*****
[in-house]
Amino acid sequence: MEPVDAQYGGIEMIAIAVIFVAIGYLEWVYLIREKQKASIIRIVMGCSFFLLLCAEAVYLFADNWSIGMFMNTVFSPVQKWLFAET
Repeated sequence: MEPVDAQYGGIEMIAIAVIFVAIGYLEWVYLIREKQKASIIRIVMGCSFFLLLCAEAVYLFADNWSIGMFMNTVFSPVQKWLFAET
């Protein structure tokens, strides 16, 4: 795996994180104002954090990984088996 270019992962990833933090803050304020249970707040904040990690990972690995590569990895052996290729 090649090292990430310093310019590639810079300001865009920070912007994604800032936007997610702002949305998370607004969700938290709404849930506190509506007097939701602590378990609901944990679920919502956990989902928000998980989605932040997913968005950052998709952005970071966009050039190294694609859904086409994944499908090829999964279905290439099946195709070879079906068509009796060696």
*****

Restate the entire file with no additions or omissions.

[in-house]
Amino acid sequence: MEPVDAQYGGIEMIAIAVIFVAIGYLEWVYLIREKQKASIIRIVMGCSFFLLLCAEAVYLFADNWSIGMFMNTVFSPVQKWLFAET
Repeated sequence: MEPVDAQYGGIEMIAIAVIFVAIGYLEWVYLIREKQKASIIRIVMGCSFFLLLCAEAVYLFADNWSIGMFMNTVFSPVQKWLFAET
């Protein structure tokens, strides 16, 4: 795996994180104002954090990984088996 270019992962990833933090803050304020249970707040904040990690990972690995590569990895052996290729 090649090292990430310093310019590639810079300001865009920070912007994604800032936007997610702002949305998370607004969700938290709404849930506190509506007097939701602590378990609901944990679920919502956990989902928000998980989605932040997913968005950052998709952005970071966009050039190294694609859904086409994944499908090829999964279905290439099946195709070879079906068509009796060696």